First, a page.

|Born||March 10, 1982|
Charleston, South Carolina
|Listed height||6 ft 11 in (2.11 m)|
|Listed weight||290 lb (132 kg)|
|High school||Glynn Academy|
|NBA draft||2001 / Round: 1 / Pick: 1st overall|
|Selected by the Washington Wizards|
|Number||5, 54, 38|
|2005–2008||Los Angeles Lakers|
|2011–2012||Golden State Warriors|
|Career highlights and awards|
|Points||4,035 (6.6 ppg)|
|Rebounds||3,333 (5.5 rpg)|
|Assists||554 (0.9 apg)|
|Stats at NBA.com|
|Stats at Basketball-Reference.com|
Kwame Hasani Brown (born March 10, 1982) is an American former professional basketball player. He was the first overall pick in the 2001 NBA draft by the Washington Wizards, and was the first number one draft pick to be selected straight out of high school. Over the course of his 12-year career, he played for the Wizards, Los Angeles Lakers, Memphis Grizzlies, Detroit Pistons, Charlotte Bobcats, Golden State Warriors, and Philadelphia 76ers. His performance as a first overall draft pick has led many analysts to label him as one of the "biggest busts" in NBA history.
Brown was consistently rated as the "best high school player" in his class, which also included high school standouts Eddy Curry and Tyson Chandler. He was the high school player of the year as a senior in Georgia. Brown finished his high school career at the historic Glynn Academy (in Brunswick, Georgia) as the school's all-time leading rebounder (1,235) and shot-blocker (605), and also finished second all-time as a scorer (1,539 points). He was named to the 2001 McDonald's All-American Team. His senior averages were 20.1 points, 13.3 rebounds, 5.8 blocks, 3 assists and 2 steals per game. While Brown was a senior, Glynn produced a 24-7 record and reached the Georgia State semifinal.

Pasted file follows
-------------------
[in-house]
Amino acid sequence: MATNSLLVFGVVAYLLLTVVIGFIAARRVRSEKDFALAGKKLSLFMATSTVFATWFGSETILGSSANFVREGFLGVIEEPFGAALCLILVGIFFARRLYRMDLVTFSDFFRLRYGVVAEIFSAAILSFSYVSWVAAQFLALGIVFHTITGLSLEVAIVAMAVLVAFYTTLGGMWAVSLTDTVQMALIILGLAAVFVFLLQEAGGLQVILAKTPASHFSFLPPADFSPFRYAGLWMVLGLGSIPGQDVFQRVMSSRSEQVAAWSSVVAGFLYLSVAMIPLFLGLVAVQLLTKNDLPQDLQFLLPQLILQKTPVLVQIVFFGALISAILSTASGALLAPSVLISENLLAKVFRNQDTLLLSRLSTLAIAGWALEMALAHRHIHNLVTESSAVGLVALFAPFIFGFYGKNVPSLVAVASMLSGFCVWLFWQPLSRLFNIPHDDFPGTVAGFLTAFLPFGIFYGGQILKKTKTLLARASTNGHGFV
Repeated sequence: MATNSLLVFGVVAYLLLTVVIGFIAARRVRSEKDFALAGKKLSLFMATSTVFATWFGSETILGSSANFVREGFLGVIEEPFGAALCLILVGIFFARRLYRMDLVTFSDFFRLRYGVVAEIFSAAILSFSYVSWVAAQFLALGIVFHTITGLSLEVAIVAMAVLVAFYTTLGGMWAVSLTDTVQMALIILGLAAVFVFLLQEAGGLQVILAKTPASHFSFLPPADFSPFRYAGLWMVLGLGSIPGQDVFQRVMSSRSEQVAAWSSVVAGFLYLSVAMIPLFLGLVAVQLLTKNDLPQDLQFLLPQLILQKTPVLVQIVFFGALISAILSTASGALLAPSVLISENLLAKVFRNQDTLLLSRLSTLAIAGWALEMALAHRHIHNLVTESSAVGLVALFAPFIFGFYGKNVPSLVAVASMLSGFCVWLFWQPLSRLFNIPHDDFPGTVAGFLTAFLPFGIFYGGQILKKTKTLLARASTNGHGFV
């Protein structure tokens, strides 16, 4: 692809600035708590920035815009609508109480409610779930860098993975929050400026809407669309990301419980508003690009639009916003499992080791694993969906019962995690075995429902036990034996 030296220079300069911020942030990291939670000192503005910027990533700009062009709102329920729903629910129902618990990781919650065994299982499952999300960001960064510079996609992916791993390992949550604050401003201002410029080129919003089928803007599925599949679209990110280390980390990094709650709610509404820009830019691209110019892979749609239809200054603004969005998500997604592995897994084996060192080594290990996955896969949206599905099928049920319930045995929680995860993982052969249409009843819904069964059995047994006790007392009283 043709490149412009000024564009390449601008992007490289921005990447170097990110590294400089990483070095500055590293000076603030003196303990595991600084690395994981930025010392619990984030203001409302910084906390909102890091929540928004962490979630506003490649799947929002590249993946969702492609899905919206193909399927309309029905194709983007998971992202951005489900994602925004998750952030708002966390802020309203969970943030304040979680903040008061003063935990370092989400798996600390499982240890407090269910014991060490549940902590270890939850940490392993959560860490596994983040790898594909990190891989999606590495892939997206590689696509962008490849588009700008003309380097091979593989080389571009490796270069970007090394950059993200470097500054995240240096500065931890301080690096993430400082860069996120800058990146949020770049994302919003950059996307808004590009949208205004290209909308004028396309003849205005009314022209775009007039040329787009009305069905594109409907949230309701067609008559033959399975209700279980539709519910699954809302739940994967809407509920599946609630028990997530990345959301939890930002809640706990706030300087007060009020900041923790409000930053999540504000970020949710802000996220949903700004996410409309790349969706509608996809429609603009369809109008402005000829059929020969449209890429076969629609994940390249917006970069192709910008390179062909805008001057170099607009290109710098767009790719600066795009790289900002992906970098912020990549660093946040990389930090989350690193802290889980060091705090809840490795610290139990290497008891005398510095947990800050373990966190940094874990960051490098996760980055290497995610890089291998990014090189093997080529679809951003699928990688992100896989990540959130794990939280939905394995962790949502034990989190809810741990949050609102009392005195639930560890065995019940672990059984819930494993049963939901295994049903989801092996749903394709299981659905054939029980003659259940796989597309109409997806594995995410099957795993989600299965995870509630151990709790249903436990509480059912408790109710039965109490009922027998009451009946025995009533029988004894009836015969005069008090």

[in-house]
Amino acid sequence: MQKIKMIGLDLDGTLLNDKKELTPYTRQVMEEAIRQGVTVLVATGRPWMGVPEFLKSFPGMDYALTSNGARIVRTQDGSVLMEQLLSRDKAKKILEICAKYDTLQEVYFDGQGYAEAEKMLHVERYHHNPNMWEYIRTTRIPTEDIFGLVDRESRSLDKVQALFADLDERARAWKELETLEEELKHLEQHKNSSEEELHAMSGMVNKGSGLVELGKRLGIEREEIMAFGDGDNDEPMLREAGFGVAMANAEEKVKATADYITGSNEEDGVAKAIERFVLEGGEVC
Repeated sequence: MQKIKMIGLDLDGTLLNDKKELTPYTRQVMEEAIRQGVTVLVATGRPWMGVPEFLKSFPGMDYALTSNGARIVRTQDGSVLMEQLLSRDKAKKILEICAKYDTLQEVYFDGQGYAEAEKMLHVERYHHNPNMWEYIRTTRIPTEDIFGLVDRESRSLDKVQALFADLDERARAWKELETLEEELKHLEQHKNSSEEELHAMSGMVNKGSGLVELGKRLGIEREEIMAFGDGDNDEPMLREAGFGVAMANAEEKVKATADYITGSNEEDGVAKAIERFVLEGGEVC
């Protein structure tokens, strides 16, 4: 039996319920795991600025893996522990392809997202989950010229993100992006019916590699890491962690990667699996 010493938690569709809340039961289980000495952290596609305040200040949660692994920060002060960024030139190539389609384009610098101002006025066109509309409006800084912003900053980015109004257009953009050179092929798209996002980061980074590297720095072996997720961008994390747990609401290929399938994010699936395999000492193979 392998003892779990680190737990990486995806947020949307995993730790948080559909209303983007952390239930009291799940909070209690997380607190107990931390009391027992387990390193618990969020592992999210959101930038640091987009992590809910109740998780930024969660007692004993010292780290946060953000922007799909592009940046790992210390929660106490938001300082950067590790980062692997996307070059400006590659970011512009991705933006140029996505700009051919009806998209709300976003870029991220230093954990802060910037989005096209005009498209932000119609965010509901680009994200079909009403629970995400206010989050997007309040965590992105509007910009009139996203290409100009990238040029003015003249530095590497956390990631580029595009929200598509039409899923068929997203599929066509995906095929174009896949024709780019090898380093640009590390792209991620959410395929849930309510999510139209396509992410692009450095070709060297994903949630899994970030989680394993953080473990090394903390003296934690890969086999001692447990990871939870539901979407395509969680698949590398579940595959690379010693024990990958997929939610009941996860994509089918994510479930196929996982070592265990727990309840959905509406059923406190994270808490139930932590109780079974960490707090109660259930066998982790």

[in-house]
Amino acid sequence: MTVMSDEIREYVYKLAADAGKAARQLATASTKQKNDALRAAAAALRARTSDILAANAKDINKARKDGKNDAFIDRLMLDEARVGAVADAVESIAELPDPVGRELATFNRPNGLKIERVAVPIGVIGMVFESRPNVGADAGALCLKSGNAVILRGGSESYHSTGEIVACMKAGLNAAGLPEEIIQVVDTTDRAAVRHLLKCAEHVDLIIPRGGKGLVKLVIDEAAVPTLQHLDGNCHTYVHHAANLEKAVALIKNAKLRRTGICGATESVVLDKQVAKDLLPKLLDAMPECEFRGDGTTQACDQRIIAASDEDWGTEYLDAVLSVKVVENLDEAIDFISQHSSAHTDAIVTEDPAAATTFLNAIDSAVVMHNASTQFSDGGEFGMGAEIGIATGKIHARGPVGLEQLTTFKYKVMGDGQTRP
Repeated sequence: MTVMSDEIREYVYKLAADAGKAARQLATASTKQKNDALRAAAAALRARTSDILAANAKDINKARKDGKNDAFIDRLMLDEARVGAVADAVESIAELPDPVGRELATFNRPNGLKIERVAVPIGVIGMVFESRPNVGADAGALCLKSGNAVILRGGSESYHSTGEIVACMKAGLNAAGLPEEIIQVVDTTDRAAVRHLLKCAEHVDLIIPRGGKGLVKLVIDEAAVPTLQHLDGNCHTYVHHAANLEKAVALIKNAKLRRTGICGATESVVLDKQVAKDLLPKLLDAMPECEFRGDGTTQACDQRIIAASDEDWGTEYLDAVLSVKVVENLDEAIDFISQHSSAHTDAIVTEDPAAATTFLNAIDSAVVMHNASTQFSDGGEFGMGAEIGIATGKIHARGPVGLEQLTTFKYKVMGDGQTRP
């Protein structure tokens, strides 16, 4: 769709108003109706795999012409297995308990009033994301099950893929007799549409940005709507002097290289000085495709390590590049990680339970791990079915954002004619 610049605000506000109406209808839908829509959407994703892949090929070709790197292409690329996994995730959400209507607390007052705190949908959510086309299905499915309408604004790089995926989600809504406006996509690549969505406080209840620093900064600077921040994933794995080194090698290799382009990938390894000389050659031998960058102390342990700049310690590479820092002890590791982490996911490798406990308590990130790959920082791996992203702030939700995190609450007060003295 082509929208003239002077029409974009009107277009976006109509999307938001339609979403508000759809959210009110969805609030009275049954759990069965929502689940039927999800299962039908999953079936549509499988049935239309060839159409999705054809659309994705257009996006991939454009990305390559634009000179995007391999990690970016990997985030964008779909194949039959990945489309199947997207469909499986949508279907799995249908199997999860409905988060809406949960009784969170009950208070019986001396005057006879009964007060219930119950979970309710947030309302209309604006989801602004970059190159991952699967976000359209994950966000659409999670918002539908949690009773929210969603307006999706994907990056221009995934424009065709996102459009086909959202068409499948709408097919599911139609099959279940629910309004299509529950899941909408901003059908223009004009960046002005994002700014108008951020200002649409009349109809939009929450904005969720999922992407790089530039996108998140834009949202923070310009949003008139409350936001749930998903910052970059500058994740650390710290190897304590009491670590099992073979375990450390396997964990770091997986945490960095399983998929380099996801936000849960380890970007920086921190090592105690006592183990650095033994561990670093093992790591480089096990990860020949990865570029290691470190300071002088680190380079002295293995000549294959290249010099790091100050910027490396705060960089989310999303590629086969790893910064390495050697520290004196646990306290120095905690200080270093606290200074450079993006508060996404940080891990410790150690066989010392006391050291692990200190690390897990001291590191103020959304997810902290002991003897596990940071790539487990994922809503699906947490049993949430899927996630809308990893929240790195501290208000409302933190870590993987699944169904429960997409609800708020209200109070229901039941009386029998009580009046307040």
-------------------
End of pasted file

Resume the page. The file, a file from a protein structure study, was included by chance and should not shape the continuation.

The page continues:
Originally signing a letter of intent to play for the University of Florida, he later declared for the 2001 NBA draft. The Washington Wizards, under team president Michael Jordan, decided to use their first overall pick on him. Following a pre-draft workout with the Wizards, it has been reported that Brown told then-Wizards coach Doug Collins, "If you draft me, you'll never regret it."
Perhaps as a result of hype and high expectations, Brown's rookie season was marred by a lack of maturity and production on the court. In his rookie year, Brown averaged 4.5 points and 3.5 rebounds per game.
However, the Wizards believed in Brown's potential. In his second season as a professional, Brown saw more action in the league. He started 20 out of the 80 games he played and the total minutes he played doubled. Brown improved his numbers, posting averages of 7.4 points and 5.3 rebounds per game. In his third season, Brown continued to improve, posting career highs in both points (10.9) and rebounds (7.4). He also demonstrated his great potential during a game against the Sacramento Kings, during which he registered 30 points and 19 rebounds.
After his first three years in Washington, Brown rejected a five-year, $30 million contract offer, electing instead to test the free agent market when his contract expired after the season. In his fourth season, Brown was limited to 42 games due to injuries. His highest-scoring game of the season was 19 points, compared to his season-high of 30 the year before, and he averaged 7.0 points per game. Late in the season, criticism increased; he feuded with Gilbert Arenas, other teammates, and his coach Eddie Jordan.
On August 2, 2005, Brown and Laron Profit were traded to the Lakers in exchange for Caron Butler and Chucky Atkins. This move was met with some controversy from fans who disliked Brown's reputation and his label as an "under-achiever." In the beginning of the season, he averaged just above 6 points and 6 rebounds.